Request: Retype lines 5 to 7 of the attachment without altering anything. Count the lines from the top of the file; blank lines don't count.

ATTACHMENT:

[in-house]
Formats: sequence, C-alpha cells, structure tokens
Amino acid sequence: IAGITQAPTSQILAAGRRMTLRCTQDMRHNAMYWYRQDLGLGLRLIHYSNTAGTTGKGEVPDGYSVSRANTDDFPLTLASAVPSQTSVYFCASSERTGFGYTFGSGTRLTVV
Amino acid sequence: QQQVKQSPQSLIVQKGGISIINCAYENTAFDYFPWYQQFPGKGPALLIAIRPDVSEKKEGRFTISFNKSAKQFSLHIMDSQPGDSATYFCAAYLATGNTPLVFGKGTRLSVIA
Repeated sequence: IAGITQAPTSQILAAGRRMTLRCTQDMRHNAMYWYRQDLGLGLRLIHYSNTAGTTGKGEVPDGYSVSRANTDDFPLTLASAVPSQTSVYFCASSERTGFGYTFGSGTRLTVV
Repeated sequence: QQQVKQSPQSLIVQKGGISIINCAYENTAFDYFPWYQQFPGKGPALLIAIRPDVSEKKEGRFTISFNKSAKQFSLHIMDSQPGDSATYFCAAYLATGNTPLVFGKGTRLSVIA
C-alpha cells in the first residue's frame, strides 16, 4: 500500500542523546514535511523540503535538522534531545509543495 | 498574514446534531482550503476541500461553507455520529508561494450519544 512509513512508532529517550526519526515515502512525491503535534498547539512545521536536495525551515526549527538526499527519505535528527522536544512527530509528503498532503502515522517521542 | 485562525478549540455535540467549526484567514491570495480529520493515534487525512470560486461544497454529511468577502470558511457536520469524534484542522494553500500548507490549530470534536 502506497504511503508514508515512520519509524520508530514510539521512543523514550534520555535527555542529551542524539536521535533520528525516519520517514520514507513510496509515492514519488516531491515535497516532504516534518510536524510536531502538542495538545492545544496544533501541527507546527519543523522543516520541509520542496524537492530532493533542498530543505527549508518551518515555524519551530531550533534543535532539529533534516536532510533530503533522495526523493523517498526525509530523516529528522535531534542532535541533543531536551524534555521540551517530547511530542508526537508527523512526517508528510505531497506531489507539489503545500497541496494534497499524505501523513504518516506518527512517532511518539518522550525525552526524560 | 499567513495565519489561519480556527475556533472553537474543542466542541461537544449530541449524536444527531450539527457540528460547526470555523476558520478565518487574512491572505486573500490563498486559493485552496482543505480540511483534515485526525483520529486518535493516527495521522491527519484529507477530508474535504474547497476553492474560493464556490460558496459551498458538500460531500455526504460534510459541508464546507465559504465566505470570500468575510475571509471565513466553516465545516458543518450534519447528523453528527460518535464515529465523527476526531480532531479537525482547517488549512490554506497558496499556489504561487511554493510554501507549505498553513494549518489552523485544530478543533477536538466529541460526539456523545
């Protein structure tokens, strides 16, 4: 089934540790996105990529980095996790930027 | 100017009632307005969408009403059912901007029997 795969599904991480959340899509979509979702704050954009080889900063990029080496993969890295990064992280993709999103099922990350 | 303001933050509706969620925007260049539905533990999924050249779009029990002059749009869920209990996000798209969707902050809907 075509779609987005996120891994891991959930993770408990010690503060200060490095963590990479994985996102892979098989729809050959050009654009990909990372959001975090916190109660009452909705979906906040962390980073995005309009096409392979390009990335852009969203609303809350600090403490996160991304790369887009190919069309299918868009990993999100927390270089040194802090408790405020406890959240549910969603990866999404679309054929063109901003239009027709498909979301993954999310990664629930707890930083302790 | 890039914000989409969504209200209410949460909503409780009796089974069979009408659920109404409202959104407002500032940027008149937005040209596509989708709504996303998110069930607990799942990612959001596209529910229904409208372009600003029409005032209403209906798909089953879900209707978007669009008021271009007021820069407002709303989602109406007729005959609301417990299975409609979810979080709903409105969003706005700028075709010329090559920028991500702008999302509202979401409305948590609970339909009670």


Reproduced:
Repeated sequence: IAGITQAPTSQILAAGRRMTLRCTQDMRHNAMYWYRQDLGLGLRLIHYSNTAGTTGKGEVPDGYSVSRANTDDFPLTLASAVPSQTSVYFCASSERTGFGYTFGSGTRLTVV
Repeated sequence: QQQVKQSPQSLIVQKGGISIINCAYENTAFDYFPWYQQFPGKGPALLIAIRPDVSEKKEGRFTISFNKSAKQFSLHIMDSQPGDSATYFCAAYLATGNTPLVFGKGTRLSVIA
C-alpha cells in the first residue's frame, strides 16, 4: 500500500542523546514535511523540503535538522534531545509543495 | 498574514446534531482550503476541500461553507455520529508561494450519544 512509513512508532529517550526519526515515502512525491503535534498547539512545521536536495525551515526549527538526499527519505535528527522536544512527530509528503498532503502515522517521542 | 485562525478549540455535540467549526484567514491570495480529520493515534487525512470560486461544497454529511468577502470558511457536520469524534484542522494553500500548507490549530470534536 502506497504511503508514508515512520519509524520508530514510539521512543523514550534520555535527555542529551542524539536521535533520528525516519520517514520514507513510496509515492514519488516531491515535497516532504516534518510536524510536531502538542495538545492545544496544533501541527507546527519543523522543516520541509520542496524537492530532493533542498530543505527549508518551518515555524519551530531550533534543535532539529533534516536532510533530503533522495526523493523517498526525509530523516529528522535531534542532535541533543531536551524534555521540551517530547511530542508526537508527523512526517508528510505531497506531489507539489503545500497541496494534497499524505501523513504518516506518527512517532511518539518522550525525552526524560 | 499567513495565519489561519480556527475556533472553537474543542466542541461537544449530541449524536444527531450539527457540528460547526470555523476558520478565518487574512491572505486573500490563498486559493485552496482543505480540511483534515485526525483520529486518535493516527495521522491527519484529507477530508474535504474547497476553492474560493464556490460558496459551498458538500460531500455526504460534510459541508464546507465559504465566505470570500468575510475571509471565513466553516465545516458543518450534519447528523453528527460518535464515529465523527476526531480532531479537525482547517488549512490554506497558496499556489504561487511554493510554501507549505498553513494549518489552523485544530478543533477536538466529541460526539456523545